If there is some agreement that animals do count for something, the question is how much they count. If people don’t need to eat animals for health reasons, then is it morally legitimate to kill animals just for the marginal pleasure we get from eating meat? In another baseball example, he suggests that if you really like to swing your bat, but there is a cow in the way of your only swinging space, is it legitimate to value the marginal pleasure you’ll get from swinging (rather than doing your second favorite activity, whatever that is) higher than the damage that will be inflicted on the cow? How can we quanitify the amount of marginal pleasure for humans that outweighs the value of an animal.

One possible method for valuing humans and animals is to use utilitarianism for animals, and Kantianism for people. This would mean that we maximize the total happiness of all living things, but that human beings may not be sacrificed for the benefit of others, and animals may be used or sacrificed for the benefit of other people or animals, if the benefits are greater than the loss inflicted. He argues that animals’ happiness could be factored into utilitarian decisions in the same way human decisions are, even if animals’ happiness was ranked lower. Nozick further questions how much an animal’s experience should be respected, while it is alive. For example, with humans, we might ask whether it is right to genetically engineer natural slaves that will be content with their lives. Would it be ok if these natural slaves were animals? (And hasn’t this already been done with the domestication of animals?) Nozick uses the concept of an ‘experience machine’ to which you could plug in to simulate having experiences, to show that humans value something beyond just their internal feelings about experiences.

If we are willing to have different rules for the treatment of humans and animals, Nozick asks how we might extend this hierarchy. He suggests that an elitist hierarchical view would distinguish three moral statuses:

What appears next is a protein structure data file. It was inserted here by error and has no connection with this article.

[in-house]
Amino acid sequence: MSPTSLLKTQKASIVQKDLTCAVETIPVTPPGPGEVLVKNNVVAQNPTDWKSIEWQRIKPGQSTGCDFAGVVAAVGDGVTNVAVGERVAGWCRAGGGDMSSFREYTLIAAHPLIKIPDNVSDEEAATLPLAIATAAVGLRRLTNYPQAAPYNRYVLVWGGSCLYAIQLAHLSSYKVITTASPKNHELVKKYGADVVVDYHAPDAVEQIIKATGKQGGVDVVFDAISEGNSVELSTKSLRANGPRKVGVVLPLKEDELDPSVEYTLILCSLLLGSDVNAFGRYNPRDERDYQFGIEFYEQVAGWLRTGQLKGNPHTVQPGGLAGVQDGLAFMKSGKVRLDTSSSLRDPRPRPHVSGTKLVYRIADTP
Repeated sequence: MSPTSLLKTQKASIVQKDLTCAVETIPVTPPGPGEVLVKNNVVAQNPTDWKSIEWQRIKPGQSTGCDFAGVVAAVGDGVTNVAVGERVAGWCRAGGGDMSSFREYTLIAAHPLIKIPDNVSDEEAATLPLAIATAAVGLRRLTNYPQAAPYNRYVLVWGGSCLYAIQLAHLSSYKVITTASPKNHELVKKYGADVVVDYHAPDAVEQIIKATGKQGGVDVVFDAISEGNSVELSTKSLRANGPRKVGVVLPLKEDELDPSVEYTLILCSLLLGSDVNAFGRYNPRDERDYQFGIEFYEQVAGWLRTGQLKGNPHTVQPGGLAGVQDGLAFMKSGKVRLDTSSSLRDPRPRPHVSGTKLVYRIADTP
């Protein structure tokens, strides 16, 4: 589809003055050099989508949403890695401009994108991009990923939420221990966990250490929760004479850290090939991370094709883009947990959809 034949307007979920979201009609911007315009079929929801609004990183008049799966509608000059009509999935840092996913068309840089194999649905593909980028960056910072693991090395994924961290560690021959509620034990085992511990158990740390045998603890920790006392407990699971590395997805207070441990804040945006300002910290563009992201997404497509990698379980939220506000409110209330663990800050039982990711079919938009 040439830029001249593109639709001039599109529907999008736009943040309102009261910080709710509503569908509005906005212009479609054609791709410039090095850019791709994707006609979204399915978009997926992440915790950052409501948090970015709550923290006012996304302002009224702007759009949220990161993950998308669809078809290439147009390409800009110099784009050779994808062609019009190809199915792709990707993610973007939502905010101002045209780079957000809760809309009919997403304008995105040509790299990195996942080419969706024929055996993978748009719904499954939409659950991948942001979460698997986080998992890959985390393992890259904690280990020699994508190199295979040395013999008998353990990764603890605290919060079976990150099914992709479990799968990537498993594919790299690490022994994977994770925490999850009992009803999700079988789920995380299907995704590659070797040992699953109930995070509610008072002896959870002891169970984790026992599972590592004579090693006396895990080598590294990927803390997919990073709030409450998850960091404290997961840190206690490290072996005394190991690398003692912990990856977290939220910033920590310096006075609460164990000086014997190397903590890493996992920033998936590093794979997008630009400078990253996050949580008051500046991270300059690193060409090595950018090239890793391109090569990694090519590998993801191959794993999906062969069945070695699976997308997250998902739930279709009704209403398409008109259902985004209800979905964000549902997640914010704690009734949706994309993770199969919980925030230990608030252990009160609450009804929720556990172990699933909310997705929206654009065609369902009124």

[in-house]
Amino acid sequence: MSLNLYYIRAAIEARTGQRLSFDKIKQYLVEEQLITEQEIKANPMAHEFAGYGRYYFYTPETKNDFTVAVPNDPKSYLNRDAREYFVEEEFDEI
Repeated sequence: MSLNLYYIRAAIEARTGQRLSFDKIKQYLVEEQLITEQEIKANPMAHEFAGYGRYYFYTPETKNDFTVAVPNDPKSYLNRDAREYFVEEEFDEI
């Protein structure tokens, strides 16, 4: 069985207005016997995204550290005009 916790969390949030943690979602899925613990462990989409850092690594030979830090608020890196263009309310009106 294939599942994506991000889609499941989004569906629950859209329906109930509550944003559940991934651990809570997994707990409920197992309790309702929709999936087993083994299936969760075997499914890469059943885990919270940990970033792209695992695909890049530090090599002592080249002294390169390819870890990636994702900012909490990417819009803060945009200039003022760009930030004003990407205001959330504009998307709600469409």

Status 1: The being may not be sacrificed, harmed, and so on, for any other organism’s sake.
Status 2: The being may be sacrificed, harmed, and so on, but only for the sake of beings higher on the scale, but not for the sake of beings at the same level.
Status 3: The being may be sacrificed, harmed, and so on, for the sake of other beings at the same or higher levels on the scale.

You might assume that animals would be level 3, and humans level 1. But Nozick asks, could beings from another galaxy stand to us as it is usually thought we do to animals, and if so, would they be justified in treating us as means a la utilitarianism? Is it possible for humans to be at level 2, with advanced beings (aliens, god) at level 1?

What about persons distinguishes them from animals, so that stringent constraints apply to how persons may be treated, yet not to how animals may be treated? Some ideas are that humans are rational, possessing free will, being a moral agent capable of guiding behavior by moral principles, capable of engaging in mutual limitation of conduct, and having a soul. Still, it isn’t clear why these factors affect how we should be treated. It may be that these issues are related to the ‘meaning of life’ and the ability to think and plan ahead so as to have meaning in our lives.